One obvious reason is that in the early years of his party’s parliamentary majorities, when Erdogan was prime minister (and the presidency was a largely ceremonial post), the AKP shifted the balance of power that favoured the secular establishment led by the military, something that no actor on the right ever dared to try. The retreat of the secular establishment opened the space for him to make the most radical shakeup in Turkish history.

Politics of fear

Erdogan is the poster child of a new genre of world leaders who embody a major shift towards the decline of democracies. The leaders in this genre give voice to some fierce, deeply rooted resentment. In the US, it is the once dominant white conservative plurality’s indignation at the dislocations of global capitalism; in Turkey, it is the historical alienation of the conservative-religious masses, who felt excluded from key institutions as well as the decisions and benefits of the secular, Westernised regime. In the eyes of this restless base, the AKP governments have restored freedom of religion (for instance, ending the ban on headscarves in public-sector workplaces), delivered enviable economic growth that elevated their constituents’ social and financial standing, and made Turkey a big player in the region. This last effort, by opening up Middle Eastern markets, also serves the wellbeing of the rising conservative middle classes.

This politics of redress created a sizeable pious middle class ready to do whatever the AKP leader asked, but the downside is that it also produced the need to sustain the advantages of the new landscape for the party’s constituents. An argument could well be made that Turkey’s new Islam-friendly middle classes live in a state of constant insecurity, fearing that if the party loses its 15-year grip on the levers of power, its supporters will suffer at the hands of the victims of Erdogan’s own measures of recrimination.

Those measures are marked by a profound disregard for democracy; an interest in cracking social fissures wide open rather than healing them; an appetite for revenge on opponents; and an itch to send shockwaves rather than peaceful messages to the secular establishment and the West. Erdogan’s style of leadership has exacerbated the conflict between the secular establishment and the Islam-friendly conservative middle classes, the very conflict that birthed the grievances of Erdogan’s base in the first place. Moreover, it reproduced this fault-line, in a different modality perhaps, but with even more animosity and segregation than before.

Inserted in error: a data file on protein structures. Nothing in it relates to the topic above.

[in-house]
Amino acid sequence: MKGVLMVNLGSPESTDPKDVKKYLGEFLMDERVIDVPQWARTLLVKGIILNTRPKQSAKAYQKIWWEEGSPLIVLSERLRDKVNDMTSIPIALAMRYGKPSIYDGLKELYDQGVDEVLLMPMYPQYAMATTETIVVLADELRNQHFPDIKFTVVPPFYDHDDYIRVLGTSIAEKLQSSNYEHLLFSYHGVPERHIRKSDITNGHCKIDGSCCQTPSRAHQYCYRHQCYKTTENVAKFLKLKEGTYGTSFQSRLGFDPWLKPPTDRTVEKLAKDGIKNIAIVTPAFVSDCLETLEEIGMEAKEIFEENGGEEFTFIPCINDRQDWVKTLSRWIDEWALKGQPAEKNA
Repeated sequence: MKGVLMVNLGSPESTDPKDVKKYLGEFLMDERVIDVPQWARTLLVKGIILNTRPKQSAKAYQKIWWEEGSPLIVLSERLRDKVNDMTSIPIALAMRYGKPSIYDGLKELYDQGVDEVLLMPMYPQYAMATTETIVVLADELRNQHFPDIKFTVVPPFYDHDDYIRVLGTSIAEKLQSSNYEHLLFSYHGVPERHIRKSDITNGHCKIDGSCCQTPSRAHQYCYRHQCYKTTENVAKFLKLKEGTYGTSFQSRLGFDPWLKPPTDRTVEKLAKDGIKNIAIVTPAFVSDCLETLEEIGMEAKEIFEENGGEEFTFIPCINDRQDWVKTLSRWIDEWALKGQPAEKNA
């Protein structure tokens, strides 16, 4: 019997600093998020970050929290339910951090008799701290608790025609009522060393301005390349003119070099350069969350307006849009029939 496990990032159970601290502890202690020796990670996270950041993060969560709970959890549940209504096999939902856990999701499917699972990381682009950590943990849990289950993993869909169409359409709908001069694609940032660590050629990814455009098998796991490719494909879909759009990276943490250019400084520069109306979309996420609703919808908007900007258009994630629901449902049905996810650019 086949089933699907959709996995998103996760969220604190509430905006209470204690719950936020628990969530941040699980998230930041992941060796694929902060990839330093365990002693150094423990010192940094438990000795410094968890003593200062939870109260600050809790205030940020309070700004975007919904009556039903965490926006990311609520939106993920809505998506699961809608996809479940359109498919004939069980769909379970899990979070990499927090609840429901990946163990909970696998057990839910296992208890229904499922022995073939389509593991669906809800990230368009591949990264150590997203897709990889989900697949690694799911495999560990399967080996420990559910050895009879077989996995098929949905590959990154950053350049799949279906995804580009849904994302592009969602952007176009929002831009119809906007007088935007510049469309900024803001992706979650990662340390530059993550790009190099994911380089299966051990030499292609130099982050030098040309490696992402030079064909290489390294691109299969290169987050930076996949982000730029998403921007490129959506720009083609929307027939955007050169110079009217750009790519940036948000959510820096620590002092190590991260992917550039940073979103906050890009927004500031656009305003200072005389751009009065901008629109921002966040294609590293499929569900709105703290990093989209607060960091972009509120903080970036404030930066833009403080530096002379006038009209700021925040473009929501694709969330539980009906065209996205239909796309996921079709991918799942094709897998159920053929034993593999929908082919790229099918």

Blazing a warpath

For Erdogan and his allied pundits, a strong and institutionally secure presidential system provides long-term insurance for the recently achieved status of the formerly aggrieved Islam-friendly social classes. It permits Erdogan to blaze his own warpath and attack his enemies without being undercut by democratic constraints like separation of powers, a free press and an independent judiciary.

These insecurities exist not only at the grassroots but also at the regime level. Erdogan’s design to impose a more centralised authority on the country by way of a presidency-on-steroids is not simply a mindless power trip or a manifestation of vindictive impulses towards perceived enemies. The wounds inflicted on thousands without due process suggest that the president’s increasing preoccupation with power and his antipathy for critics stem from a sense that his accomplishments are precarious.

Next article – The madman with nuclear weapons